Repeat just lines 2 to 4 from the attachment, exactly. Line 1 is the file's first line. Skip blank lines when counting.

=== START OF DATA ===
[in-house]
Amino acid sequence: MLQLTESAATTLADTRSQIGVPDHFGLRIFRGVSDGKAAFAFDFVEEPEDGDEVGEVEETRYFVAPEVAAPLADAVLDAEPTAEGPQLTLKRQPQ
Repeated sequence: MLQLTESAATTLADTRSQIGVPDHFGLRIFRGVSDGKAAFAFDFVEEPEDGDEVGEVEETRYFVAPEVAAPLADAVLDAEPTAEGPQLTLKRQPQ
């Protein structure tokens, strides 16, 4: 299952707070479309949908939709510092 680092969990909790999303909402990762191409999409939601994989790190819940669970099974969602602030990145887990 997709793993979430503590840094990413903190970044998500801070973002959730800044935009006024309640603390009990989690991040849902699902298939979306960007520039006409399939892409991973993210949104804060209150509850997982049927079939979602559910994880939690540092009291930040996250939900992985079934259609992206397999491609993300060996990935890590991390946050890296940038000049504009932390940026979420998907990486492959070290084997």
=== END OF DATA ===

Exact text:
Amino acid sequence: MLQLTESAATTLADTRSQIGVPDHFGLRIFRGVSDGKAAFAFDFVEEPEDGDEVGEVEETRYFVAPEVAAPLADAVLDAEPTAEGPQLTLKRQPQ
Repeated sequence: MLQLTESAATTLADTRSQIGVPDHFGLRIFRGVSDGKAAFAFDFVEEPEDGDEVGEVEETRYFVAPEVAAPLADAVLDAEPTAEGPQLTLKRQPQ
């Protein structure tokens, strides 16, 4: 299952707070479309949908939709510092 680092969990909790999303909402990762191409999409939601994989790190819940669970099974969602602030990145887990 997709793993979430503590840094990413903190970044998500801070973002959730800044935009006024309640603390009990989690991040849902699902298939979306960007520039006409399939892409991973993210949104804060209150509850997982049927079939979602559910994880939690540092009291930040996250939900992985079934259609992206397999491609993300060996990935890590991390946050890296940038000049504009932390940026979420998907990486492959070290084997």